Since we are talking about geology, I do not want to give up the opportunity to bring up one of the coolest stories of geology ever, given the present day discussion of science and religion. You will be asking for a source for this story. Look it up in Wikipedia, where all knowledge resides, and you will not find it there.
Continue reading A True Ghost Story, Part 6: But first, since we’re talking geology …
Following almost exactly one month on earlier reports that he was gravely ill, which were followed, in turn, by denials of those reports, Walter Cronkite has died at the age of 92. And that’s the way it was.
My earlier post, and one story of Cronkite’s brush with Cronkite’s brush with racism and a strong Latina woman, is here.
Some years ago, when I was a mere graduate student, a fellow student working in an unnamed country in Africa discovered a very very old stone artifact. To this day, this bit of chipped stone debris, representing the activities of an ancient very pre-human hominid, is one of the oldest well dated, in situ objects of its kind known.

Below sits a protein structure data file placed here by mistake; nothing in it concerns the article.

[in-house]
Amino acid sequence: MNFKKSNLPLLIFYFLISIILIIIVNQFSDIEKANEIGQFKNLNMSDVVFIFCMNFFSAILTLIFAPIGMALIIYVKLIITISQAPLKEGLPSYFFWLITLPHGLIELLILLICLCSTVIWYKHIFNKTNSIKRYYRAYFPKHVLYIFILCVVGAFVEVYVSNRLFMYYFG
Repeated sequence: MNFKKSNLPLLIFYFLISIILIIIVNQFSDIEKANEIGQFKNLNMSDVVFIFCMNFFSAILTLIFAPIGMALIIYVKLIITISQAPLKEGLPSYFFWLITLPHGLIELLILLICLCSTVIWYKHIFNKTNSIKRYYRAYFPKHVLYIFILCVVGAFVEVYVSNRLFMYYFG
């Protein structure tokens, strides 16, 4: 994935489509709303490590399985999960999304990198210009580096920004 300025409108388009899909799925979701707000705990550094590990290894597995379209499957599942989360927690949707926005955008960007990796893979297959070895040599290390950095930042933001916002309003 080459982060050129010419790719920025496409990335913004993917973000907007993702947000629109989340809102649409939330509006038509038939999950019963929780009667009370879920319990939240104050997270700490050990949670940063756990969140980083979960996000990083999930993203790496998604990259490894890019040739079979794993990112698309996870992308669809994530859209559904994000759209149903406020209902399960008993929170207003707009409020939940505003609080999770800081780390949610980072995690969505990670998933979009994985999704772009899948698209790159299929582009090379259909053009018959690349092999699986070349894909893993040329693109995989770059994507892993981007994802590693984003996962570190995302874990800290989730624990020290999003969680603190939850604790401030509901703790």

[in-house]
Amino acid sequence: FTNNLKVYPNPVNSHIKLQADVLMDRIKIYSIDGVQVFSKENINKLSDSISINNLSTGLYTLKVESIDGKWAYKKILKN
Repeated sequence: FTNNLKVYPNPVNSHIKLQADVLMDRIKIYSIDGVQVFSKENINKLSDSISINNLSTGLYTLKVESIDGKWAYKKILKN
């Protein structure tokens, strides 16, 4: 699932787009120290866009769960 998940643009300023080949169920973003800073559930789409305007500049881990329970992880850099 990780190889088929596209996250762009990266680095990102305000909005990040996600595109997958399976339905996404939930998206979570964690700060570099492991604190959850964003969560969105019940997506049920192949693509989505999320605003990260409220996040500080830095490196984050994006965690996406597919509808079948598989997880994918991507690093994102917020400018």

The stone had some yeck on it, and for giggles, this stone got passed on to a physicist who had invented a new way of looking at small things. He was going to look at the tool to see what the yeck was. I should point out that this physicist had no knowledge to speak of of either archaeology or geology.
Right away results came back clearly indicating that the yeck was made of apatite. Apatite is, of course, the primary mineral constituent of bone. Was this a piece of ancient bone jammed into the micro-bumpy surface of an ancient stone tool?
Continue reading The seductive siren of soft tissue preservation: Ancient dinosaur flesh wasn’t ancient. Or dinosaur flesh.